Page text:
Dr. Kay Tye is an Assistant Professor of Neuroscience in the Department of Brain and Cognitive Sciences and Picower Institute for Learning and Memory at the Massachusetts Institute of Technology. She received her undergraduate degree from MIT in Brain and Cognitive Sciences and her PhD in Neuroscience from the University of California, San Francisco. Afterward Kay conducted postdoctoral research at Stanford University before joining the faculty at MIT. Kay has received many awards and honors during her career, including the National Alliance for Research on Schizophrenia and Depression Young Investigator Award, the NIH Director’s New Innovator Award, and the MIT Whitehead Career Development Professorship, New York Stem Cell Foundation Robertson Investigator Award, and has just been named a McKnight Scholar, just to name a few. Kay is with us today to tell us all about her journey through life and science.
People Behind the Science Podcast Show Notes
Life Outside of Science
Maintaining work-life balance is important for Kay. Some of Kay’s favorite non-science activities are rock climbing, breakdancing, and hanging out with her husband and young daughter.
The Scientific Side
Kay’s work explores the neural circuits responsible for how we perceive the world and specifically how we assign things as being good or bad. We know that some things are intrinsically good or bad for most people, but there are some things in the world that you have to learn about to decide. Kay is interested in determining how a stimulus evokes a particular good/bad response in a person and how our brain assigns the importance of all the stimuli that we encounter. Both of these processes are important for survival.
A Dose of Motivation
“Sometimes all you need to succeed is to not know enough to doubt yourself.”
“Take care of each moment as it comes, and if you do so, you will take care of all of time.”
What Got You Hooked on Science?
Kay’s parents are both scientists, so she was aware of the academic career path growing up. However, she didn’t really have a good sense of what science was until she went to college. After college, Kay wasn’t sure she wanted to pursue a career in science, so she took a year off and did some soul-searching where she tried careers that were completely different. She backpacked around Australia, spending some time on a rural farm, living in a yoga ashram, teaching fitness classes, and attempting to write a novel. Eventually, Kay found her way back to science.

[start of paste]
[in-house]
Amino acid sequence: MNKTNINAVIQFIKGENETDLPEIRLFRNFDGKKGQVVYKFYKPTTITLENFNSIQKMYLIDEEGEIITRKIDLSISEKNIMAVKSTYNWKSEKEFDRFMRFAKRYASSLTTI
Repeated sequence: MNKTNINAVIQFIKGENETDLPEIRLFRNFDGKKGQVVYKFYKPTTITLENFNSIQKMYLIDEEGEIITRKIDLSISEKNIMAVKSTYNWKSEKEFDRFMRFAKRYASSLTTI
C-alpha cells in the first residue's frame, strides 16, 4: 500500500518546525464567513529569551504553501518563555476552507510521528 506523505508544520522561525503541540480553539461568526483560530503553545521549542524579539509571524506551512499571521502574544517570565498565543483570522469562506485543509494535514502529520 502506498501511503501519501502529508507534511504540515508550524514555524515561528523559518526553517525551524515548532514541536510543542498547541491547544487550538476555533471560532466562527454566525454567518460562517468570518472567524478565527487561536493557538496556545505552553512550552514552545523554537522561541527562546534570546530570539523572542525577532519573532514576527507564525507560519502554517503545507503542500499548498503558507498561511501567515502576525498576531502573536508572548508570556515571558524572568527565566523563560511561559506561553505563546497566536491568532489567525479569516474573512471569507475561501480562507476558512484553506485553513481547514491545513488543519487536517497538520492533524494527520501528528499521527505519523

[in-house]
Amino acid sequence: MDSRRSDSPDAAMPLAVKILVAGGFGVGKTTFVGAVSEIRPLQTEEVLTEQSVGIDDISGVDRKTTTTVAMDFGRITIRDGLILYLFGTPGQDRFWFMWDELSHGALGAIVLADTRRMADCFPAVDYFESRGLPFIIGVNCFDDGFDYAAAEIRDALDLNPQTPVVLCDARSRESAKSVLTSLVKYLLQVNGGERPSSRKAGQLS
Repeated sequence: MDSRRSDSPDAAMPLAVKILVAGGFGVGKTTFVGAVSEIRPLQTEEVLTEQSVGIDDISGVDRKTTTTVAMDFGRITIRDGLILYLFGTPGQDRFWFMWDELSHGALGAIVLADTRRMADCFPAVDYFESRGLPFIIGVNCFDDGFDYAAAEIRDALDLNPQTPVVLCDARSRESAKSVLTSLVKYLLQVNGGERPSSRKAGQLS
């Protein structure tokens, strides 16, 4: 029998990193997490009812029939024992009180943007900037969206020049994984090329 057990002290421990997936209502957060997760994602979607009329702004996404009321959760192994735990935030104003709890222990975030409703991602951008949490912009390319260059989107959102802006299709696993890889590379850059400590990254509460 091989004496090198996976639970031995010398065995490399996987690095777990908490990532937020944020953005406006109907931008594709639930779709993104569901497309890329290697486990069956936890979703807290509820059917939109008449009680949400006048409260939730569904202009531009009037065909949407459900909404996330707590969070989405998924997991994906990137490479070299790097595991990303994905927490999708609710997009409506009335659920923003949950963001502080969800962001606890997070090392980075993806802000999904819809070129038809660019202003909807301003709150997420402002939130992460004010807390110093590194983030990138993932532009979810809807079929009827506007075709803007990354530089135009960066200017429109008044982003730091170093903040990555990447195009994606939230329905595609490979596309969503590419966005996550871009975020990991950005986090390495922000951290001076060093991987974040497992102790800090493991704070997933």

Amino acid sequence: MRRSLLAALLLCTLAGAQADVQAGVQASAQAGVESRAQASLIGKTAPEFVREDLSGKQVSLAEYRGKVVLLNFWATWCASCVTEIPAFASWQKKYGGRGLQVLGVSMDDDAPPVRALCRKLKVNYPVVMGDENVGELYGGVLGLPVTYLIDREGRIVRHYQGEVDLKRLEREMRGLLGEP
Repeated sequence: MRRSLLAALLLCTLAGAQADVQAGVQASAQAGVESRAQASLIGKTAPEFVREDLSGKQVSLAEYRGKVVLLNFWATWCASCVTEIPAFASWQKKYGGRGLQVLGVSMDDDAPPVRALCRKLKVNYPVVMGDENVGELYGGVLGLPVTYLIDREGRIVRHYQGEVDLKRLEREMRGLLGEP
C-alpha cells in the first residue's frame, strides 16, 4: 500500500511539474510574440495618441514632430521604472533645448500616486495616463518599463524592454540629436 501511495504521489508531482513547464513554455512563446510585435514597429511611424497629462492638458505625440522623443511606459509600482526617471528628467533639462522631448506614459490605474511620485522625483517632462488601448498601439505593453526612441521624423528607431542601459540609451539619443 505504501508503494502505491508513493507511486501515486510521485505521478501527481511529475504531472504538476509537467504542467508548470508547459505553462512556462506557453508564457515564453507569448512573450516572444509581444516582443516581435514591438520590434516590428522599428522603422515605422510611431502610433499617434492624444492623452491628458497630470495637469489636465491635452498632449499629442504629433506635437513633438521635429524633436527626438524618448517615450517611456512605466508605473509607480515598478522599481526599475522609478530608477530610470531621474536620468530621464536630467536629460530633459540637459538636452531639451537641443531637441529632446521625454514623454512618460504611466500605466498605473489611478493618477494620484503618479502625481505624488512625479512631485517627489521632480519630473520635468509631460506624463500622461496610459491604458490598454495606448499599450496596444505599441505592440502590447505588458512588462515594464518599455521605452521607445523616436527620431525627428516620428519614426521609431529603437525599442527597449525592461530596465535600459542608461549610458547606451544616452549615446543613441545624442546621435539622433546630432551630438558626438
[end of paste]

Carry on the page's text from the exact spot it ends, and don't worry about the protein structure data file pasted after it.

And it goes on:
The Low Points: Failures and Challenges
Her early days in graduate school were a really tough time. Kay struggled with a lot of self-doubt and lack of confidence in herself and her abilities. She wasn’t sure whether she was going to make it as a scientist.
A Shining Success!
Kay is very proud of the successes of her graduate students. The lab has recently wrapped up some large projects, and these were particularly meaningful because they were among the first to come out of the lab that Kay has built up starting with just an empty room. As a group, Kay feels like her lab has grown and developed together, and she is proud to see the ideas they scribbled on a white board become a reality.
Game of Thrones by George R. R. Martin
Most Treasured Travel
Kay travels a lot and loves this part of her career. One of her most memorable trips was to Waikoloa, Hawaii for an American College of Neuropsychopharmacology meeting. The science and the people were both excellent at this meeting. What made the experience truly unforgettable were the breaks included in the meeting schedule where the attendees could go out to enjoy the beaches and swim with sea turtles and dolphins.
Quirky Traditions and Funny Memories
Kay’s lab has a lot of spontaneous happy hours, as well as a regular lab outing where they do different things like rock climbing, go to a trampoline park, kayaking, and BBQ. It’s fun for her to spend time with her comrades and get to know them outside of the lab.
Advice For Us All
Saying NO to someone else is saying yes to yourself.
Don’t doubt that something is not possibly until you’ve actually really tried.
Kay began her education as an undergraduate research assistant at MIT from 1999-2003. She continued her studies at the University of California, San Francisco as a graduate student in Patricia Janak’s lab studying electrophysiological properties of amygdala neurons both in vivo and ex vivo during reward-seeking behavior. Kay then did a short postdoc with Antonello Bonci, now the intramural director of NIDA, to study synaptic strength following reward learning, followed by a postdoc at Stanford University with Karl Deisseroth where she used novel optogenetic techniques to dissect the neural circuitry underlying psychiatric disease. Kay is currently an Assistant Professor at Massachusetts Institute of Technology in the Picower Institute for Learning and Memory, a member of the Department of Brain and Cognitive Sciences. She is also a NYSCF Neuroscience Robertson Investigator.